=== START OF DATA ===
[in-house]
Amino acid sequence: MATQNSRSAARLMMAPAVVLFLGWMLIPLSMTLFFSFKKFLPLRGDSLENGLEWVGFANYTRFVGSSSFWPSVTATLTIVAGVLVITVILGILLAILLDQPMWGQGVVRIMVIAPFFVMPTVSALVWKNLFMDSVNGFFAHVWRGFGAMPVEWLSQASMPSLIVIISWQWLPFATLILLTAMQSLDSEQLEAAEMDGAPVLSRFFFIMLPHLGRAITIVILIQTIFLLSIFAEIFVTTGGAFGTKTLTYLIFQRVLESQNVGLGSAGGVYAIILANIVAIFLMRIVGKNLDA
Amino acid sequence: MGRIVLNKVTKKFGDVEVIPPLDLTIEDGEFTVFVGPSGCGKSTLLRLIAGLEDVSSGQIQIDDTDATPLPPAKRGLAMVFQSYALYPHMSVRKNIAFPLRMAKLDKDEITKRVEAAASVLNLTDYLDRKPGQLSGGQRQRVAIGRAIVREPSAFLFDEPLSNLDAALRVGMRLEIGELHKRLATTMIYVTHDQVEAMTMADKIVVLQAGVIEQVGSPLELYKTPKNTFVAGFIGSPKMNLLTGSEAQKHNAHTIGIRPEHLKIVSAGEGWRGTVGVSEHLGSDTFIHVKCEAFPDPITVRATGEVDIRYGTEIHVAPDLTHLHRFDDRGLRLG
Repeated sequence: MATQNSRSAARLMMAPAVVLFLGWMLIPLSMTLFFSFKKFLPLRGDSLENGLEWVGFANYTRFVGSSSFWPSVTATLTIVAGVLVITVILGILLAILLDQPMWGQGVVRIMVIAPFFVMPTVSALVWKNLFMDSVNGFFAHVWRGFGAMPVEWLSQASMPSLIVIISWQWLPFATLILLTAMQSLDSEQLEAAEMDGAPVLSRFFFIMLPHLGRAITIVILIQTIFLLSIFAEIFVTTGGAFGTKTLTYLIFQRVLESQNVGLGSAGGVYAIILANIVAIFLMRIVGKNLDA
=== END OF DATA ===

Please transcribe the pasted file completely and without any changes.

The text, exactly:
[in-house]
Amino acid sequence: MATQNSRSAARLMMAPAVVLFLGWMLIPLSMTLFFSFKKFLPLRGDSLENGLEWVGFANYTRFVGSSSFWPSVTATLTIVAGVLVITVILGILLAILLDQPMWGQGVVRIMVIAPFFVMPTVSALVWKNLFMDSVNGFFAHVWRGFGAMPVEWLSQASMPSLIVIISWQWLPFATLILLTAMQSLDSEQLEAAEMDGAPVLSRFFFIMLPHLGRAITIVILIQTIFLLSIFAEIFVTTGGAFGTKTLTYLIFQRVLESQNVGLGSAGGVYAIILANIVAIFLMRIVGKNLDA
Amino acid sequence: MGRIVLNKVTKKFGDVEVIPPLDLTIEDGEFTVFVGPSGCGKSTLLRLIAGLEDVSSGQIQIDDTDATPLPPAKRGLAMVFQSYALYPHMSVRKNIAFPLRMAKLDKDEITKRVEAAASVLNLTDYLDRKPGQLSGGQRQRVAIGRAIVREPSAFLFDEPLSNLDAALRVGMRLEIGELHKRLATTMIYVTHDQVEAMTMADKIVVLQAGVIEQVGSPLELYKTPKNTFVAGFIGSPKMNLLTGSEAQKHNAHTIGIRPEHLKIVSAGEGWRGTVGVSEHLGSDTFIHVKCEAFPDPITVRATGEVDIRYGTEIHVAPDLTHLHRFDDRGLRLG
Repeated sequence: MATQNSRSAARLMMAPAVVLFLGWMLIPLSMTLFFSFKKFLPLRGDSLENGLEWVGFANYTRFVGSSSFWPSVTATLTIVAGVLVITVILGILLAILLDQPMWGQGVVRIMVIAPFFVMPTVSALVWKNLFMDSVNGFFAHVWRGFGAMPVEWLSQASMPSLIVIISWQWLPFATLILLTAMQSLDSEQLEAAEMDGAPVLSRFFFIMLPHLGRAITIVILIQTIFLLSIFAEIFVTTGGAFGTKTLTYLIFQRVLESQNVGLGSAGGVYAIILANIVAIFLMRIVGKNLDA